Early Experience with Pay-for-Performance: From Concept to Practice

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In the Literature

Growing optimism over the promise of "pay for performance" to improve the quality of health care may have been given further impetus following publication of the first study to assess the effects of quality incentives in a large health plan. With support from The Commonwealth Fund, researchers examining a pay-for-performance program implemented by PacifiCare Health Systems—one of the nation's largest health plans—found that for one of three clinical quality measures studied, a physician network that was offered bonus payments outperformed another network that was not.

As reported in "Early Experience with Pay-for-Performance: From Concept to Practice" (Journal of the American Medical Association, Oct. 12, 2005), physicians who were part of the incentive program performed the same or slightly better on the other two measures, though the difference between the two groups was not significant, said the study's lead author, Meredith B. Rosenthal, Ph.D., of the Harvard School of Public Health. While improvement in quality was modest, the bonuses were also modest, and improvement was assessed over a relatively short period of time (five quarters), the researchers noted.

Setting Clinical Quality Goals
In 2003, PacifiCare began offering bonuses to the approximately 172 medical groups in its California network if those groups met or exceeded 10 targets for clinical and service quality. Bonuses averaged a relatively modest 5 percent of PacifiCare's payments to medical groups. The researchers compared the California network's performance with Pacificare's Pacific Northwest network of 33 medical groups in Oregon and Washington, which did not participate in an incentive program. The study focused on three clinical care measures: cervical cancer screening, mammography, and hemoglobin testing for diabetic patients.

Improvement in Cervical Cancer Screening Rates
Although improvements in the California groups were seen on all three measures, the Pacific Northwest network also improved. Overall, the only significant difference between the two groups was in cervical cancer screening, where the California network's quality score improved by 5.3 percent, compared with 1.7 percent in the Pacific Northwest. In total, the plan awarded $3.4 million (27% of the amount set aside) in bonus payments for all three measures during the first year of the program.

Historically High Performers Earn Most Rewards
When the researchers divided the California network into three levels of performance, a clear pattern emerged. Group 3, which began the program at the lowest level of performance (more than 10 percent below the target) showed the most improvement, but received the least in bonus payouts—a total of $360,155.

In contrast, Group 1, which was already performing at or above target at the outset, received more than $1.18 million in total payouts—compared with just over $81,000 for Group 3—although it improved the least of the three groups. Thus, approximately 75 percent of incentive payments went to practices already performing at or above baseline level before the incentive program was implemented.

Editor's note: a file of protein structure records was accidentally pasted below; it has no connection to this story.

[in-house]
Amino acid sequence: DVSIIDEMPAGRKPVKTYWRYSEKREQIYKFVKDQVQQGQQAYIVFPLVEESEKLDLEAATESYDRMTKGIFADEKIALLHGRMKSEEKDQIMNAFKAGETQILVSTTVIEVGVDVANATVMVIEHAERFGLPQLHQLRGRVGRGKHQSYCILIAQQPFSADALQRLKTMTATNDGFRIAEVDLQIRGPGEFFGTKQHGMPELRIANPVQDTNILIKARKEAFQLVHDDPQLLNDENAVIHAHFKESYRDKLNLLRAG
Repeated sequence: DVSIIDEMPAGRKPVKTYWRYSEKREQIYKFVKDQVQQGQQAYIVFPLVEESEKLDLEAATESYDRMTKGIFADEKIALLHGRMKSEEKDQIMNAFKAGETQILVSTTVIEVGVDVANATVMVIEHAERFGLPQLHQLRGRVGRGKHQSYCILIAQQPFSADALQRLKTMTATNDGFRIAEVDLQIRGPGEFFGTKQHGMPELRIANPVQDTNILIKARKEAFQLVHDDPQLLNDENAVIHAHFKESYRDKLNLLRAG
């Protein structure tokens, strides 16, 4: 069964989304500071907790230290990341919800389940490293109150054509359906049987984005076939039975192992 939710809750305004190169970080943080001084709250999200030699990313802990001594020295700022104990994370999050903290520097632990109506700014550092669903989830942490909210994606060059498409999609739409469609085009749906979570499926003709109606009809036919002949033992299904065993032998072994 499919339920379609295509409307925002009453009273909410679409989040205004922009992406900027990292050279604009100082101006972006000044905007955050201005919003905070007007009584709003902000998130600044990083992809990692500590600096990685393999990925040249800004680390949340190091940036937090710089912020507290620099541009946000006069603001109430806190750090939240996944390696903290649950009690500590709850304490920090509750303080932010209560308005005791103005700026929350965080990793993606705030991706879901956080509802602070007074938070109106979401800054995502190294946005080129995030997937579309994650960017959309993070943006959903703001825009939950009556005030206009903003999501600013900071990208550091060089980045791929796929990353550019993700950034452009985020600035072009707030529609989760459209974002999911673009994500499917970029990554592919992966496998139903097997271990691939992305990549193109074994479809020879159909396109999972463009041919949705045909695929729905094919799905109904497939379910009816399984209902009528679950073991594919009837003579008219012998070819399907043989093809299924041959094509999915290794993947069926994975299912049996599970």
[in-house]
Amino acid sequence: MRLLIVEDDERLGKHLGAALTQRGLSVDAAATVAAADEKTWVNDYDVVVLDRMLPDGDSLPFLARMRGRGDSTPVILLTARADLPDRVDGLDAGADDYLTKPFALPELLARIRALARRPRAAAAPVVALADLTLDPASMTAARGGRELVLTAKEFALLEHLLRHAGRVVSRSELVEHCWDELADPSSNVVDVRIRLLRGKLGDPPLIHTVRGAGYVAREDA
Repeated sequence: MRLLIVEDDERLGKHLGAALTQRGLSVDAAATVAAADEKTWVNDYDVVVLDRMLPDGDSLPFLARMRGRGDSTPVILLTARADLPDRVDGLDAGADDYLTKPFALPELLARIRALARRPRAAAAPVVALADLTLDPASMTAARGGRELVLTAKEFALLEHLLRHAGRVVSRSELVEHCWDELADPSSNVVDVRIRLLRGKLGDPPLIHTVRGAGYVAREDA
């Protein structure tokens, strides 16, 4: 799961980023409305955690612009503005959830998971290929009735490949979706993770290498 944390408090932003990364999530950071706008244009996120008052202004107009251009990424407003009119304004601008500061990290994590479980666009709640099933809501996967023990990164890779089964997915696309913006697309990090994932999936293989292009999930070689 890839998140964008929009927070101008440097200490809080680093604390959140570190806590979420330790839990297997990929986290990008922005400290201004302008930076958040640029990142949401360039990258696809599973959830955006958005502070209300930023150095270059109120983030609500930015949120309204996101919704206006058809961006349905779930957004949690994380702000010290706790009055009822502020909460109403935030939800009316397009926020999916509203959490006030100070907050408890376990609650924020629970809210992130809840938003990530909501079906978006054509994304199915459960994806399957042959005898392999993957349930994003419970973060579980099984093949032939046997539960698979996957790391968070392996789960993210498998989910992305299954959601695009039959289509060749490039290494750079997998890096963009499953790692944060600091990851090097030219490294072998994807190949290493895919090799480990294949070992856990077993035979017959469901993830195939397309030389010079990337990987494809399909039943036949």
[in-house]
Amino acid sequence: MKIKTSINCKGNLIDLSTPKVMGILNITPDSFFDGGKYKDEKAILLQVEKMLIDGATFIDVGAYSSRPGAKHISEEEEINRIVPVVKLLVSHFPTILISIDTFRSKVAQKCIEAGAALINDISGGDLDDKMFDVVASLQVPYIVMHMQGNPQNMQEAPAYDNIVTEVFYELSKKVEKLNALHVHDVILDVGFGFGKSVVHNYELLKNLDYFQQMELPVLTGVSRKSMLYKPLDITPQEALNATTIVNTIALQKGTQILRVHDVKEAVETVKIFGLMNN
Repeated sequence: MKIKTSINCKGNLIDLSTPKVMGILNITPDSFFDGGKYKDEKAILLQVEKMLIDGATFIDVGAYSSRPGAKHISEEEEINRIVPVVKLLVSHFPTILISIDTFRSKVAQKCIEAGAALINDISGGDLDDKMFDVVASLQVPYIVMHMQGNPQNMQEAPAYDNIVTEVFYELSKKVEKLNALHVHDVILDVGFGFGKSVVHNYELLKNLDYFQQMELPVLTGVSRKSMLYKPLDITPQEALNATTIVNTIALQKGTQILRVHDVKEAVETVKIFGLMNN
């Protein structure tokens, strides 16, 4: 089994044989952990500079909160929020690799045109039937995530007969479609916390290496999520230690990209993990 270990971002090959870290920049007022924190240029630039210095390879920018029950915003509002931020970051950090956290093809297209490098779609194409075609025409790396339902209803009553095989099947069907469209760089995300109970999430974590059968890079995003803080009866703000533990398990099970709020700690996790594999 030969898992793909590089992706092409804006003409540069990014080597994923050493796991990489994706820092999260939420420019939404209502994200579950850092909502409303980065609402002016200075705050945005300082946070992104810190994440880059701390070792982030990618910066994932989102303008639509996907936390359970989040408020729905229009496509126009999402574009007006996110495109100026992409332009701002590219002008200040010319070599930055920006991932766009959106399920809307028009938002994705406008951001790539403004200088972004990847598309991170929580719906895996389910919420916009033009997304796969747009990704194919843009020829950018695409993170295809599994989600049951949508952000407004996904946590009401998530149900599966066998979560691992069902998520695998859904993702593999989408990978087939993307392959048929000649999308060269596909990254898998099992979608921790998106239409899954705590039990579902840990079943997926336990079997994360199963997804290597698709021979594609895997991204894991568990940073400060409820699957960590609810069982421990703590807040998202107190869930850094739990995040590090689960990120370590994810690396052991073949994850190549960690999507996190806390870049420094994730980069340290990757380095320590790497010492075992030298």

Policy Implications
In examining the physician groups' performance, Rosenthal and colleagues speculated that the groups that began the program with performance levels above the targeted threshold appeared to understand that they needed only to maintain the status quo to receive bonus payments. A more surprising finding, perhaps, is that the low-performing groups improved as much as they did, given their relatively low short-term chances of receiving a bonus. One possible reason for this, say the researchers, is that the low-performing groups may have viewed the program as a larger signal of a changing environment, one in which they would face increasing pressure to improve.

An incentive program that pays explicitly for quality improvement, rather than strictly rewarding achievement levels, would alter the incentives for high-performing and low-performing groups, distribute bonus dollars more toward the latter group, and possibly increase the overall impact of incentives. However, some health care organizations and payers may object to this idea, reasoning that it essentially condones low performance levels and fails to reward—or even penalizes—high achievers. But it is possible, say the researchers, to reward both performance and improvement through carefully designed incentive programs that draw on evidence and best practices.

Facts and Figures:

  • The mean quarterly bonus payment to each medical group during the first year of the program increased from $4,986 in July 2003 to $5,437 in April 2004.
  • Of the 163 eligible physician groups, 97 (60%) received bonuses related to at least one quality target in the first quarter. By the last payout, 129 groups (75%) reached at least one target.
  • In total, across the three quality performance targets, 75 percent of bonuses accrued to Group 1, the physician groups with baseline performance at or above target, while only 5 percent accrued to Group 3, the physician groups more than 10 percent below the target.

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Publication Details

Publication Date:
October 1, 2005
Authors:
Meredith B. Rosenthal, Arnold M. Epstein, Richard G. Frank, Ph.D., Zhonghe Li, M.A. et al.
Citation:

Early Experience with Pay-for-Performance: From Concept to Practice, Meredith B. Rosenthal, Ph.D., Richard G. Frank, Ph.D., Zhonghe Li, M.A. et al., Journal of the American Medical Association, October 12, 2005, 294 (14): 1788–93


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